Are Marvel’s Netflix Shows Better Than Their Movies?

on October 16, 2016, 3:00am

Comics to Screen is a recurring feature in which Ben Kaye analyzes the constantly evolving leap from comic books to screens of all sizes. This time, he discusses why the MCU’s streaming branch may be even better than its movies. Note: Spoiler warnings for those who have yet to see Luke Cage.

Marvel has been on a winning streak for eight years now, ever since Iron Man hit cinemas. They’ve redefined superhero movies on their own terms while simultaneously creating the now much-imitated concept of an interconnected cinematic universe. But even as franchise series are popping up everywhere from Sony (Ghostbusters) to Universal (the Universal Monsters) to Paramount (Hasbro), Marvel is yet again a step ahead thanks to their television branch. Beginning with Agents of S.H.I.E.L.D. on ABC, Marvel’s TV projects have always been tied into the larger Marvel Cinematic Universe. It’s their recent productions with Netflix, however, that have really taken their cross-medium storytelling to new heights.

In fact, what Marvel Television and Netflix are doing with Daredevil, Jessica Jones, Luke Cage, and Iron Fist on the way to The Defenders may be an even greater success than what they’ve accomplished with The Avengers.

It’s true that Iron Man was a fairly outsider character before Robert Downey Jr. put on the suit that launched the MCU, but as far as obscure superheroes go, the Netflix quartet take the cake. Marvel had at least some cultural cache to work with when they dug into Hulk and Captain America; for the most part, if anyone had even heard the name Daredevil prior to April of 2015, it was likely in connection to that failed Ben Affleck movie. And that was it. The fact that characters like Jessica Jones and Luke Cage are now part of the cultural discussion is an incredible feat. Marvel received heaps of praise for making Rocket Raccoon and Groot names people knew, and having established an entire series of series on the backs of relatively obscure characters is equally if not more admirable.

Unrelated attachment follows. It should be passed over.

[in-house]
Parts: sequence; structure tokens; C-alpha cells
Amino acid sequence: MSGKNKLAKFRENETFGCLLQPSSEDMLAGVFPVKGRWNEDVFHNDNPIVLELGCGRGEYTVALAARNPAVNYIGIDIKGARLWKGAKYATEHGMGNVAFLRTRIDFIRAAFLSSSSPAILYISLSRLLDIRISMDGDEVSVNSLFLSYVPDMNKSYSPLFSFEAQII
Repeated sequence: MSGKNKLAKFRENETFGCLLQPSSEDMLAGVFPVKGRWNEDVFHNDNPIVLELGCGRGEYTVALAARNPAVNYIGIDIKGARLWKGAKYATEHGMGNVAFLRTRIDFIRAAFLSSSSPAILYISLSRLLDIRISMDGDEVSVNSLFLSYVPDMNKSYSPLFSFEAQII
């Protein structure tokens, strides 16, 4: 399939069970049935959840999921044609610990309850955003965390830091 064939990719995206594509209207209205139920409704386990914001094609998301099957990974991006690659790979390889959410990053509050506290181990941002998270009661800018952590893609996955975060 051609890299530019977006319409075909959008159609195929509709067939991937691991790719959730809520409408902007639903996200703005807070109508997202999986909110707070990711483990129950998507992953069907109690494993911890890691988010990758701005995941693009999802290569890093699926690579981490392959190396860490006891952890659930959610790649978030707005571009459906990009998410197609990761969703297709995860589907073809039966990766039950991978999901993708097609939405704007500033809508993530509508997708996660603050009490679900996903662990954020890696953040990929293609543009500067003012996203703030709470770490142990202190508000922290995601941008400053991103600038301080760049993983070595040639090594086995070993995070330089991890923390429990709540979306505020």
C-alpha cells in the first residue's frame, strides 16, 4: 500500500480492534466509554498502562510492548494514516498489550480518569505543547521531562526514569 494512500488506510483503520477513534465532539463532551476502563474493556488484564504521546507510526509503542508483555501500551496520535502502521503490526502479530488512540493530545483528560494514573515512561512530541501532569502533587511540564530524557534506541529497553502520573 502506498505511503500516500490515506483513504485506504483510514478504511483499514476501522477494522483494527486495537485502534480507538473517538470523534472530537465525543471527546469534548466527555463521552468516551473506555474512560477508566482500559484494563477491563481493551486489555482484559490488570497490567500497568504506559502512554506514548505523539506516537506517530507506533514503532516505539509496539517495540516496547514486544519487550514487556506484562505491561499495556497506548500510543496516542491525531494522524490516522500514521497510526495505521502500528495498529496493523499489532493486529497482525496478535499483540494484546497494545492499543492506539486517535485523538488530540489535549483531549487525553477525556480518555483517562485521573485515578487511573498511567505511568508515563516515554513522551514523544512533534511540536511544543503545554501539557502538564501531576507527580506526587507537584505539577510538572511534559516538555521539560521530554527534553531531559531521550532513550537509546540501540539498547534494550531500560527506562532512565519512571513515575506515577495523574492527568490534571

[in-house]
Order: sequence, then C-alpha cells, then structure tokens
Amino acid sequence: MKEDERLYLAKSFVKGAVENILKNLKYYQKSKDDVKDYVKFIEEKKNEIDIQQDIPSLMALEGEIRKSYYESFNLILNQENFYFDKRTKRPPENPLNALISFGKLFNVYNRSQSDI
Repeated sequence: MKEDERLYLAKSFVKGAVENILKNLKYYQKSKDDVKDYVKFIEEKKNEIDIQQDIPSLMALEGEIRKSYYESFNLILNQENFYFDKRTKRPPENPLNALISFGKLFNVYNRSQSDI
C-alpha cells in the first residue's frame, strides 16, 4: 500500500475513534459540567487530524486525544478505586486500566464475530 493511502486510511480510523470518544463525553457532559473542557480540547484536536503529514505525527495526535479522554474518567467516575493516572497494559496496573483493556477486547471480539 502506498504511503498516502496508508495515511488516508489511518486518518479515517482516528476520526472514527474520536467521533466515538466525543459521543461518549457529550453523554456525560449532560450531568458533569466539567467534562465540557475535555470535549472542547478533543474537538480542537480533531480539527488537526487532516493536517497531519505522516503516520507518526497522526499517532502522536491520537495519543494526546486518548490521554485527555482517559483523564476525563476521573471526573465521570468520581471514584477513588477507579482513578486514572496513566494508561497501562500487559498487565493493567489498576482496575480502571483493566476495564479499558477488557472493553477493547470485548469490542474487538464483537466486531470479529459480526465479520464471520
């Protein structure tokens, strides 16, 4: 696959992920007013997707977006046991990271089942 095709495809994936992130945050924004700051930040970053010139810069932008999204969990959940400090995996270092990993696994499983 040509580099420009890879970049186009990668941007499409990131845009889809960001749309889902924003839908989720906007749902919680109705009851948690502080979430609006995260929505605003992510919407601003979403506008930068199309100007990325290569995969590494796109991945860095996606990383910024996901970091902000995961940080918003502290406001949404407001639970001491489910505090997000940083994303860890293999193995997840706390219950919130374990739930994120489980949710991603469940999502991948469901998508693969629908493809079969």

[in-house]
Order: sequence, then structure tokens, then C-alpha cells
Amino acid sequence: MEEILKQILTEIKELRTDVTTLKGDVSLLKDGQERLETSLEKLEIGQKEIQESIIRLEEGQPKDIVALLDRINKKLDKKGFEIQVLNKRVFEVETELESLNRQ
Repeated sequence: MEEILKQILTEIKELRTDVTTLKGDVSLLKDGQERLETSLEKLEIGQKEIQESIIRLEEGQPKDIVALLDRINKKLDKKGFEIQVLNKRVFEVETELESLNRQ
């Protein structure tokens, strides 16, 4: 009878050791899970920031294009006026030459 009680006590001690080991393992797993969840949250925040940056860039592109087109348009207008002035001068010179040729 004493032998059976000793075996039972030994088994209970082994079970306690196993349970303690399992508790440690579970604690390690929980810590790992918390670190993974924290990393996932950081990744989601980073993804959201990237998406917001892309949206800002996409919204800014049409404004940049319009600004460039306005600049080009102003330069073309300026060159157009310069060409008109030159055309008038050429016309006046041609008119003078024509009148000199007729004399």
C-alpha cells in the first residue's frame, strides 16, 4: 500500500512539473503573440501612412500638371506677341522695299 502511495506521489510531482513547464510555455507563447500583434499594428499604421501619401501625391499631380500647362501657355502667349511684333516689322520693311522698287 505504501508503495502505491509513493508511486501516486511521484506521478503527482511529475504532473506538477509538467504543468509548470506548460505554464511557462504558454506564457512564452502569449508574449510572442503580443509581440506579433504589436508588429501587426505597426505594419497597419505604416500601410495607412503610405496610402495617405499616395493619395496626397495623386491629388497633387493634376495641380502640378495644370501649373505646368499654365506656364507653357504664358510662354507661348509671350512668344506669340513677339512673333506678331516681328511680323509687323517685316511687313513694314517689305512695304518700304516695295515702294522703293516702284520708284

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Not only that, but the vehicle of serialized television has allowed them to develop those characters in deeper ways than their cinematic counterparts. Although Rocket is incredibly fun, let’s face it — we really don’t know much about him. A pitying glance from Star-Lord and a brief tantrum is about all we get to understand a deeper woe tucked inside the genetically modified raccoon. Over on Netflix, meanwhile, we’re given hours to build an understanding of these people that let us invest more fully into their stories than we ever could with say, Captain America. Sure, he’s a true-blue good guy, but that’s as far as it goes — which is why it feels a bit icky watching him make out with Sharon Carter just days after his one true love and her aunt, Peggy Carter, dies.